An archbishop has said that the Catholic Church in Ukraine is still enjoying a “springtime” despite rising secularization.
Archbishop Mieczysław Mokrzycki said that the Church was thriving amid secular currents, economic difficulties, and war in the east of the country.
“It is still springtime in our Church because we have recovered many churches and new ones are also being built. We have ordained new priests. We also have the possibility to create more parishes,” the archbishop said in an interview with Echo Katolickie, a Catholic weekly based in Siedlce, eastern Poland.
Ukraine is a diverse country of 44 million people bordering Belarus, Russia, Moldova, Romania, Hungary, Slovakia, and Poland. Around two-thirds of the population are Orthodox Christians.
The country is home to the Ukrainian Greek Catholic Church, the largest of the 23 Eastern Catholic churches in full communion with the Holy See.
There are also other Catholic communities, including the Ruthenian Greek Catholic Church, the Armenian Catholic Church, and the Latin Church.
Mokrzycki has served as archbishop of Lviv, western Ukraine, since 2008, overseeing pastoral care of Latin Rite Catholics.
Thirty years ago, when Ukraine declared independence from the Soviet Union, the structures of the Latin Church were renewed. Today, it has seven dioceses, three major seminaries, and three theological institutes.
The 60-year-old archbishop said that progressive secularization presented a serious problem for the Church in Ukraine.
“Because of the ease with which contact can be made through the internet and on the phone, the spirit of secularization is also reaching Ukraine,” he said.
“Young people, looking for an easier life, are going to Europe. The authority of teachers and parents is declining because the influence of secularization is also spreading.”
He continued: “Similarly, demography is declining, and as a result, there are fewer vocations, although the percentage of vocations is still quite high.”
“We have to put much effort into fighting against secularization, and take care of the children and the youth, by indicating true values that will help to form their personalities and characters well, so that they do not lose, as St. John Paul II said, their life, which is unique and for eternity.”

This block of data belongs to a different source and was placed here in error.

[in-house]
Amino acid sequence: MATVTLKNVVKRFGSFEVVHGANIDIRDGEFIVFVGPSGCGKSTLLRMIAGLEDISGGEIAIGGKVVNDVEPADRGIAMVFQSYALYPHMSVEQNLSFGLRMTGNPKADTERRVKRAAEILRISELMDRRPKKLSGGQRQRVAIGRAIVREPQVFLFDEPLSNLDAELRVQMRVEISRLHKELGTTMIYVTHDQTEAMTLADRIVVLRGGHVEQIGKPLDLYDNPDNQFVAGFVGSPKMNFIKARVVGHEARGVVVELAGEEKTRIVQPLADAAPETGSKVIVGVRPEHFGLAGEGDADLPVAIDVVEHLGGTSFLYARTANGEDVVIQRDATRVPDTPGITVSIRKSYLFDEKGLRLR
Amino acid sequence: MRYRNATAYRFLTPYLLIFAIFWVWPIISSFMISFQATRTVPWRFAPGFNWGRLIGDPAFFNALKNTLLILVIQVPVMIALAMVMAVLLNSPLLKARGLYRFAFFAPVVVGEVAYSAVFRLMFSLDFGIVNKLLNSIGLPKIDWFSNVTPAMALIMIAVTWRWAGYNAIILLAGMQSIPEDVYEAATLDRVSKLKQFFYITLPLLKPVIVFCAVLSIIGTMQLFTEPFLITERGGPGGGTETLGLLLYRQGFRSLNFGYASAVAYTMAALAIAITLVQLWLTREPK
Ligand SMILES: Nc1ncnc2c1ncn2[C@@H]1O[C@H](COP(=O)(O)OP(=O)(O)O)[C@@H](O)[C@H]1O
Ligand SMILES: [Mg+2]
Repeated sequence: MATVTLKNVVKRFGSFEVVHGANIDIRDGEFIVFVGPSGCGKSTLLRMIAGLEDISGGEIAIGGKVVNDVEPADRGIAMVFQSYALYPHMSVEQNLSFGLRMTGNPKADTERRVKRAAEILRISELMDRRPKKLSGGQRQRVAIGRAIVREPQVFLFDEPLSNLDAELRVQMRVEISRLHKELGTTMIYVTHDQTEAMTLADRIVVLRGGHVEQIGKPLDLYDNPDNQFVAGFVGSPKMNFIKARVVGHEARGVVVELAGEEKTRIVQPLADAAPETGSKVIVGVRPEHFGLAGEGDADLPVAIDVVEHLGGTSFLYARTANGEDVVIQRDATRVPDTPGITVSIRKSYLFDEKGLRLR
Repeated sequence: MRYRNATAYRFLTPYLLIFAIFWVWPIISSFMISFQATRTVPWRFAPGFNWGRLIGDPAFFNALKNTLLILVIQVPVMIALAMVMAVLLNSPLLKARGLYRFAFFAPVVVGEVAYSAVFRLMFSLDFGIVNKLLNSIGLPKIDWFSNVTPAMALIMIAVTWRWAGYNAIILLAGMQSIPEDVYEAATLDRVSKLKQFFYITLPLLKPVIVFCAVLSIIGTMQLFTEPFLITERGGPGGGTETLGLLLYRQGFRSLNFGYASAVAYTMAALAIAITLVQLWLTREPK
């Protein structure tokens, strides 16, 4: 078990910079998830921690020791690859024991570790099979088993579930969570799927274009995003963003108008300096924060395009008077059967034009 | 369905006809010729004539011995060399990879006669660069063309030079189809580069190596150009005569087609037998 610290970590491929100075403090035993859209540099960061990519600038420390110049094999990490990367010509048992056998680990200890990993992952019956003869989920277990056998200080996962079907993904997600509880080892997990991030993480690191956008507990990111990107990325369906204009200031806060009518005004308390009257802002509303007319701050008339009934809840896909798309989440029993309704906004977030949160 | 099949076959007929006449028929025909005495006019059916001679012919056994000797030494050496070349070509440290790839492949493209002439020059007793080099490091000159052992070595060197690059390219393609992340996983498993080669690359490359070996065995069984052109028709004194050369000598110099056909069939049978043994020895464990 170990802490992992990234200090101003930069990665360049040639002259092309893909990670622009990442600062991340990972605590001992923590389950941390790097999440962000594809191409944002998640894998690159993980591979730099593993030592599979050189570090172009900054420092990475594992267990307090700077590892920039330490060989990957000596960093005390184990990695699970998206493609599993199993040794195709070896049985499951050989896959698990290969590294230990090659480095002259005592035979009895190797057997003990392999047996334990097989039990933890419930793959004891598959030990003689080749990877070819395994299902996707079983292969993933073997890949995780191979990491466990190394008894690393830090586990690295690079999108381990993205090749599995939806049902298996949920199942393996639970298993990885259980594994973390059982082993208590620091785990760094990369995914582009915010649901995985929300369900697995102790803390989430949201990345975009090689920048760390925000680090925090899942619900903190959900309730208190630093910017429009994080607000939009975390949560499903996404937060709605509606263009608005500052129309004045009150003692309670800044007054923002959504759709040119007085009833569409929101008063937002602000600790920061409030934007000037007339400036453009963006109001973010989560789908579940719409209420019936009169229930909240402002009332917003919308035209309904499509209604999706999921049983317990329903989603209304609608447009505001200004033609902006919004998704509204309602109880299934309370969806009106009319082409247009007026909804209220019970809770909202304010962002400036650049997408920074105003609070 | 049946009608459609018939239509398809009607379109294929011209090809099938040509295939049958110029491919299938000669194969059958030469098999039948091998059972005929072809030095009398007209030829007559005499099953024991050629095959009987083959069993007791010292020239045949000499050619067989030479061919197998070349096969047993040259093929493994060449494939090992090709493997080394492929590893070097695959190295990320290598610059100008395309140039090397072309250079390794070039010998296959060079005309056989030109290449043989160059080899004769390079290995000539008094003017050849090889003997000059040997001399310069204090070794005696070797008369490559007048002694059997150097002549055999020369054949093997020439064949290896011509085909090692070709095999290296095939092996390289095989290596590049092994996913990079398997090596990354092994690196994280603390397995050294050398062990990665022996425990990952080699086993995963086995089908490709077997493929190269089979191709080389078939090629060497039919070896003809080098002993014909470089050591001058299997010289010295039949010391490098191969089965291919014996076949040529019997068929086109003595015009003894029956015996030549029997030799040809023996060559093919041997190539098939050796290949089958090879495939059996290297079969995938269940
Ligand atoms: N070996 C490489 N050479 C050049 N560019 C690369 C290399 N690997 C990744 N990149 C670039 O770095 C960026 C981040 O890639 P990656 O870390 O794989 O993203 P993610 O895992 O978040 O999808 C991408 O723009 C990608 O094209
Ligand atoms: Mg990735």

Mokrzycki has a deep personal connection to the Polish pope. He served as John Paul II’s deputy personal secretary from 1996 to the pope’s death in 2005. He then spent two years as secretary to Pope Benedict XVI.
The archbishop noted that devotion to St. John Paul II was widespread in Ukraine.
“In many of our parishes, there are now monuments representing him, churches put under his name, and city parks, streets, and squares that bear his name,” he said.
“I have also given many relics to our communities in Ukraine. People treat St. John Paul II as their intercessor, he is the patron saint of married couples and young people. All of his teachings help us in our spiritual formation.”
Since February 2014, Ukraine has been in a state of war with Russia over the status of the eastern regions of Crimea and Donbas.
Archbishop Mokrzycki told Echo Katolickie that “many young people from western Ukraine are called to military service. Each week, three or four soldiers are killed (including many from western Ukraine). This causes great pain and loss in every family, for the Church, and the state.”
He added: “We try to be close to people who have lost a loved one in the war by helping materially and taking care of the family of the deceased, comforting them.”
Photo credit: The Cathedral of St. Mikhaila in Lvov, Ukraine (Oleg Nikishin/Newsmakers); the the Cathedral of St. Yura in Lvov (Oleg Nikishin/Newsmakers); Pope John Paul II (Anek Skarzynski/AFP via Getty Images).